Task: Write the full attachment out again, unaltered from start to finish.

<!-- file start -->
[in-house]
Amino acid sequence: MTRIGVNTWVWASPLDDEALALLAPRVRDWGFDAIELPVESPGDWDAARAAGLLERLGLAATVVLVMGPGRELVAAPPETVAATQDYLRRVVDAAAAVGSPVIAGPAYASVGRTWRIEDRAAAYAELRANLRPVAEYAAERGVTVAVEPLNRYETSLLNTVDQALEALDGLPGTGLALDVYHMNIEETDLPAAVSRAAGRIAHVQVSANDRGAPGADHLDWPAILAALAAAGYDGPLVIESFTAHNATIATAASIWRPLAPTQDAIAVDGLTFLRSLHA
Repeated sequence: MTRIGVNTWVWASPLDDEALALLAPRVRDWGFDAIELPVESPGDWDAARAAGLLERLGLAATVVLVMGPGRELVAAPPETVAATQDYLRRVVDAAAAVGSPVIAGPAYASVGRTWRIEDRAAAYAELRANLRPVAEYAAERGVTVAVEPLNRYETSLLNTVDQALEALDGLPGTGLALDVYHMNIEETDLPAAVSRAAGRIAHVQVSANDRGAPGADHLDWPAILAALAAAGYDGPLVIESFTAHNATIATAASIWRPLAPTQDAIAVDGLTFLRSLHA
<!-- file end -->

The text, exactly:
[in-house]
Amino acid sequence: MTRIGVNTWVWASPLDDEALALLAPRVRDWGFDAIELPVESPGDWDAARAAGLLERLGLAATVVLVMGPGRELVAAPPETVAATQDYLRRVVDAAAAVGSPVIAGPAYASVGRTWRIEDRAAAYAELRANLRPVAEYAAERGVTVAVEPLNRYETSLLNTVDQALEALDGLPGTGLALDVYHMNIEETDLPAAVSRAAGRIAHVQVSANDRGAPGADHLDWPAILAALAAAGYDGPLVIESFTAHNATIATAASIWRPLAPTQDAIAVDGLTFLRSLHA
Repeated sequence: MTRIGVNTWVWASPLDDEALALLAPRVRDWGFDAIELPVESPGDWDAARAAGLLERLGLAATVVLVMGPGRELVAAPPETVAATQDYLRRVVDAAAAVGSPVIAGPAYASVGRTWRIEDRAAAYAELRANLRPVAEYAAERGVTVAVEPLNRYETSLLNTVDQALEALDGLPGTGLALDVYHMNIEETDLPAAVSRAAGRIAHVQVSANDRGAPGADHLDWPAILAALAAAGYDGPLVIESFTAHNATIATAASIWRPLAPTQDAIAVDGLTFLRSLHA